THE WHITE HOUSE
> Office of the Press Secretary
> For Immediate Release December 16, 1998
> STATEMENT BY THE PRESIDENT
> The Oval Office
> 6:00 P.M. EST
> THE PRESIDENT: Good evening. Earlier today, I ordered
> America’s Armed
> Forces to strike military and security targets in Iraq. They are
> joined by
> British forces. Their mission is to attack Iraq’s nuclear, chemical,
> biological programs, and its military capacity to threaten its
> neighbors. Their
> purpose is to protect the national interest of the United States and,
> the interest of people throughout the Middle East and around the
> world. Saddam
> Hussein must not be allowed to threaten his neighbors or the world
> with nuclear
> arms, poison gas, or biological weapons.
> I want to explain why I have decided, with the unanimous
> of my national security team, to use force in Iraq, why we have acted
> now and
> what we aim to accomplish.
> Six weeks ago, Saddam Hussein announced that he would no
> cooperate with the United Nations weapons inspectors, called UNSCOM.
> They are
> highly professional experts from dozens of countries. Their job is to
> the elimination of Iraq’s capability to retain, create and use weapons
> of mass
> destruction, and to verify that Iraq does not attempt to rebuild that
> capability. The inspectors undertook this mission, first, seven and a
> years ago, at the end of the Gulf War, when Iraq agreed to declare and
> its arsenal as a condition of the cease-fire.
> The international community had good reason to set this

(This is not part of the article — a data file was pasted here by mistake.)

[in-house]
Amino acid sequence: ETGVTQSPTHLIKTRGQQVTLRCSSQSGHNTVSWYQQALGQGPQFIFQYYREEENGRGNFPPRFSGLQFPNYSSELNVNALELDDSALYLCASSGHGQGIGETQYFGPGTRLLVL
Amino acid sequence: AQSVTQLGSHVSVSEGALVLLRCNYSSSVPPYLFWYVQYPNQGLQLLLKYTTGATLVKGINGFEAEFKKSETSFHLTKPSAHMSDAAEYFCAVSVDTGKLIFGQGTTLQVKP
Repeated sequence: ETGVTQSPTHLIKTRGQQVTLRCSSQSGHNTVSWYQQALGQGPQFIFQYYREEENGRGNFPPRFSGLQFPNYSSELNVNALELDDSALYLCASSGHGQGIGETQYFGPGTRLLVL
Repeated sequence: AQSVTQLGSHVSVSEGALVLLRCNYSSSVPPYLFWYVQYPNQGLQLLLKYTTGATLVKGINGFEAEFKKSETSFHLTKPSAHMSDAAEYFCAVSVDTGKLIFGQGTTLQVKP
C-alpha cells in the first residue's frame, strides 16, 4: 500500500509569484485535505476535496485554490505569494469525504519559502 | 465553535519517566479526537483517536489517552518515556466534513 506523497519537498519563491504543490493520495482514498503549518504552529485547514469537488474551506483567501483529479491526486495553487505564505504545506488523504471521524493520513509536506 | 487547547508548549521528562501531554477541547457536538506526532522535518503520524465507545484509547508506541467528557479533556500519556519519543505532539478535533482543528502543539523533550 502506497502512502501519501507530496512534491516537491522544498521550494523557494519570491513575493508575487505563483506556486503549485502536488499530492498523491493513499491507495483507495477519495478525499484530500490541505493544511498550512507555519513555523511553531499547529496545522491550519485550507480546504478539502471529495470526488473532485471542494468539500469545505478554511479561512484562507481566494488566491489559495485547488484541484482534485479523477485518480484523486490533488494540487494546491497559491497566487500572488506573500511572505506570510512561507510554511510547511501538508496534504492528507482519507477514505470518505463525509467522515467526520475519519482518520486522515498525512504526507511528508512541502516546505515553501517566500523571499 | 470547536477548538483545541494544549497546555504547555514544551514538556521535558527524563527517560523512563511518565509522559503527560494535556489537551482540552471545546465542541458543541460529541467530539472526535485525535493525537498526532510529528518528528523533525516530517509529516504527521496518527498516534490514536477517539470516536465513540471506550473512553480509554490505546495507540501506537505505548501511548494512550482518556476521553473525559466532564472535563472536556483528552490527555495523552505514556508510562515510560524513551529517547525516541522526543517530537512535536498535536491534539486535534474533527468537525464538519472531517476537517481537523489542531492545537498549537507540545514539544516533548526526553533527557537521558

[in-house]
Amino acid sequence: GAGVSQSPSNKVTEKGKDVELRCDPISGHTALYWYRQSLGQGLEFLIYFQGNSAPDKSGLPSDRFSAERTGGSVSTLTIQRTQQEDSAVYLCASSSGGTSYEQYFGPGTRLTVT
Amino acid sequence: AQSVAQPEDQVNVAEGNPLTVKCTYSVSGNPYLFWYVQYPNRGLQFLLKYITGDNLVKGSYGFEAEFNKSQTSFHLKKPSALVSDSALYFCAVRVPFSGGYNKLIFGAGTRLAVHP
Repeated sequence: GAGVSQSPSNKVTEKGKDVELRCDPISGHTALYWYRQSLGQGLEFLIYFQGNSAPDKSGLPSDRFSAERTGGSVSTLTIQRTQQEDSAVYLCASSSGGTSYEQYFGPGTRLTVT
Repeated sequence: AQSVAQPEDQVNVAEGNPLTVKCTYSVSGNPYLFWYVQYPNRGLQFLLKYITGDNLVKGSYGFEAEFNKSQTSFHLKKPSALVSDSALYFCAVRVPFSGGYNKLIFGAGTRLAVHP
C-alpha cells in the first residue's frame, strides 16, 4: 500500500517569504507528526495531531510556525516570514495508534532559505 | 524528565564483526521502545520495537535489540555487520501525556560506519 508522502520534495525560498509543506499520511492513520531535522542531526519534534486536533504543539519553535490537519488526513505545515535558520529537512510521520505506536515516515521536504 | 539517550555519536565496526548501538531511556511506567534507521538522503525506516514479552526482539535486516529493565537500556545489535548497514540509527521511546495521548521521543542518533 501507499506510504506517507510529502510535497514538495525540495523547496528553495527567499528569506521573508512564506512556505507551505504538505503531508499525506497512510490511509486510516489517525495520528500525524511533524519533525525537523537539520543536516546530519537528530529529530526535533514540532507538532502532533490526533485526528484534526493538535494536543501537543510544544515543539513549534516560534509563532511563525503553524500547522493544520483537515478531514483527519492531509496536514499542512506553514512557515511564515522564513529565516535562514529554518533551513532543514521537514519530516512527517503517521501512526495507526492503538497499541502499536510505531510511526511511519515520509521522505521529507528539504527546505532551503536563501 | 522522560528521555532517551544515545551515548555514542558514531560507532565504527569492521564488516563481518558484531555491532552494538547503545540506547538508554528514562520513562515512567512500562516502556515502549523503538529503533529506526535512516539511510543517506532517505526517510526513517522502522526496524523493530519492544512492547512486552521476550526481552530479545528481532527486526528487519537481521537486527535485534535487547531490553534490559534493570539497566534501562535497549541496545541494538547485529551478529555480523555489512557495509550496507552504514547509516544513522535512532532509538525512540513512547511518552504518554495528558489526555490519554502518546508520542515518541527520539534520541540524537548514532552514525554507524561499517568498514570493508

> Other countries possess weapons of mass destruction and ballistic
> With Saddam, there’s one big difference: he has used them, not once
> repeatedly – unleashing chemical weapons against Iranian troops
> during a
> decade-long war, not only against soldiers, but against civilians;
> firing Scud
> missiles at the citizens of Israel, Saudi Arabia, Bahrain, and Iran –
> not only
> against a foreign enemy, but even against his own people, gassing
> civilians in Northern Iraq.
> The international community had little doubt then, and I have
> no doubt
> today, that left unchecked, Saddam Hussein will use these terrible
> The United States has patiently worked to preserve UNSCOM, as
> Iraq has
> sought to avoid its obligation to cooperate with the inspectors. On
> we’ve had to threaten military force, and Saddam has backed down.
> Faced with
> Saddam’s latest act of defiance in late October, we built intensive
> pressure on Iraq, backed by overwhelming military force in the region.
> The U.N.
> Security Council voted 15 to zero to condemn Saddam’s actions and to
> demand that
> he immediately come into compliance. Eight Arab nations – Egypt,
> Syria, Saudi
> Arabia, Kuwait, Bahrain, Qatar, United Arab Emirates, and Oman –
> warned that
> Iraq alone would bear responsibility for the consequences of defying
> the U.N.
> When Saddam still failed to comply, we prepared to act
> militarily. It
> was only then, at the last possible moment, that
> Iraq backed down. It pledged to the U.N. that it had made – and I
> quote – “a
> clear and unconditional decision to resume cooperation with the
> I decided then to call off the attack, with our airplanes
> already in the
> air, because Saddam had given in to our demands. I concluded then
> that the
> right thing to do was to use restraint and give Saddam one last chance
> to prove
> his willingness to cooperate.
> I made it very clear at that time what “unconditional
> meant, based on existing U.N. resolutions and Iraq’s own commitments.
> And along
> with Prime Minister Blair of Great Britain, I made it equally clear
> that if
> Saddam failed to cooperate fully, we would be prepared to act without
> diplomacy or warning.
> Now, over the past three weeks, the U.N. weapons inspectors
> have carried
> out their plan for testing Iraq’s cooperation. The testing period
> ended this
> weekend, and last night, UNSCOM’s Chairman, Richard Butler, reported
> the results
> to U.N. Secretary General Annan. The conclusions are stark, sobering
> profoundly disturbing.
> In four out of the five categories set forth, Iraq has failed